Especially in the case of corporate training plans, your LMS should be able to provide you with a ranking of the skills your employees have acquired based on course completion and learning test scores.

Building on these metrics, you could combine your LMS data with individual performance indicators in order to find correlations between course completion, acquisition of certain skills, and individual performance. Have there been changes in productivity or sales? Are employees faster or more efficient?

However, the impact on performance can be difficult to measure quantitatively. Therefore, it will be necessary to create clear strategic metrics for learning activities and monitor them over the medium and long term.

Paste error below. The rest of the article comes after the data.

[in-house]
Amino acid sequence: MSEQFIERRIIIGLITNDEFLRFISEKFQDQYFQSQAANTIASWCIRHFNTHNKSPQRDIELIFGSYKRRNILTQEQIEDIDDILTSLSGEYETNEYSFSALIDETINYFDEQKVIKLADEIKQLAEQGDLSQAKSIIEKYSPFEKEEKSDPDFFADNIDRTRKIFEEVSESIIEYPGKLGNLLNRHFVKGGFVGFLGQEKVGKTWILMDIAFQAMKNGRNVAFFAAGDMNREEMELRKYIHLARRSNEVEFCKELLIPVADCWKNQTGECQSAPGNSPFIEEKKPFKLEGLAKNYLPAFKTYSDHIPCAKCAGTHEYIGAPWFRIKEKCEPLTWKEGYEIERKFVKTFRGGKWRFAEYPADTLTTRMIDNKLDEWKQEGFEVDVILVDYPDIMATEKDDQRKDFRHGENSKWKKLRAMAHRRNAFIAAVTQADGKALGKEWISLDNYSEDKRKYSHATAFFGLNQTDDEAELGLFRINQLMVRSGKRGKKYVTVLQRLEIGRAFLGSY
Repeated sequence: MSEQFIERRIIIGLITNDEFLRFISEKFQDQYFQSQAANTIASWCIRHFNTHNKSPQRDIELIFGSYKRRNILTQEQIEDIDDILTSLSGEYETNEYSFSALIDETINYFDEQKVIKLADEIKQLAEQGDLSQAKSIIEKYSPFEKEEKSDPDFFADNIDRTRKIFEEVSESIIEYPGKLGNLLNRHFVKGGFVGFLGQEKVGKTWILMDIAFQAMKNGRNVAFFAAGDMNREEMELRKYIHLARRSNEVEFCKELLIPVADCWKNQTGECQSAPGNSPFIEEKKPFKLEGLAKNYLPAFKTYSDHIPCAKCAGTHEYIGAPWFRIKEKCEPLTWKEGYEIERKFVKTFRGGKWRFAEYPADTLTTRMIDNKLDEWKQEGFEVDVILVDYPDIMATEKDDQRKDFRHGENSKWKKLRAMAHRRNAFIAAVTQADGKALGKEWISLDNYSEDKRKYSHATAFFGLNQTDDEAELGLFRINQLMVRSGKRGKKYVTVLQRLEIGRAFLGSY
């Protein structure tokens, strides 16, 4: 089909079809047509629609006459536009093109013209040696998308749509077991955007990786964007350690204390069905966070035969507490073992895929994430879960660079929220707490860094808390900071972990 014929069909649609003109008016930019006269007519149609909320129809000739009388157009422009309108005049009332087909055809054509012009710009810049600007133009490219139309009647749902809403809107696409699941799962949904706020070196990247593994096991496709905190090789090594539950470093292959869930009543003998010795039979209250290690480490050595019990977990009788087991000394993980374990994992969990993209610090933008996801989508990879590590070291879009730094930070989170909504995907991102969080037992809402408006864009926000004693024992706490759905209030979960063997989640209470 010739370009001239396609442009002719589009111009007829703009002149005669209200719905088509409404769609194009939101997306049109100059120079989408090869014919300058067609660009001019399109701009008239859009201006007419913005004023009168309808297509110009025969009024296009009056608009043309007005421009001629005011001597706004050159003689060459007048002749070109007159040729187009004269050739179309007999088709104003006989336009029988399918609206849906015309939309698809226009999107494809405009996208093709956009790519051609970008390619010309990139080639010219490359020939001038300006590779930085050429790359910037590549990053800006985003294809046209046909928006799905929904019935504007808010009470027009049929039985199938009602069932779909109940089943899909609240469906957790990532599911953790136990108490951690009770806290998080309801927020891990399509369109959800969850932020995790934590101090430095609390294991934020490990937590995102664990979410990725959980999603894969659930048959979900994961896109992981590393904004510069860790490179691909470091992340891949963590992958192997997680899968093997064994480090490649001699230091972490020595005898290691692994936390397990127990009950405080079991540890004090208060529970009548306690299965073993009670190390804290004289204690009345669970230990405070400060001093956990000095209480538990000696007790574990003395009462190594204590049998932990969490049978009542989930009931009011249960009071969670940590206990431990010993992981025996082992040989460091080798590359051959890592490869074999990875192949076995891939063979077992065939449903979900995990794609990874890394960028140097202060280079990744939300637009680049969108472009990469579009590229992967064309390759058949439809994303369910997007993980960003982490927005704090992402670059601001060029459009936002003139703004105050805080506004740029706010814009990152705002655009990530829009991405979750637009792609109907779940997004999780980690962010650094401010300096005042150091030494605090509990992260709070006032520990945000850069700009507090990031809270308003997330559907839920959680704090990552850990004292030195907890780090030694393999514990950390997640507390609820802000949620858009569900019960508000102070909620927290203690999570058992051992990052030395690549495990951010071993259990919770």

How? For example, you can rely on supervisor evaluations, peer observation, pre- and post-training evaluations, or even employee self-assessment through questionnaires, interviews, and surveys.

Impact on organizational performance

At this point, you can extend your analysis to a higher level and assess whether training has impacted your company's organizational performance. In other words, is there a relationship between training and profit change or the achievement of strategic goals?

For example, did it help increase levels of business efficiency and productivity? Or, has there been a decrease in staff turnover? And so on.

To find out, you'll need to measure the difference between those metrics before and after the training, and repeat those measurements over time. Remember, though: for your assessments to be reliable, you'll need to start measuring outcomes before training begins and continue over time.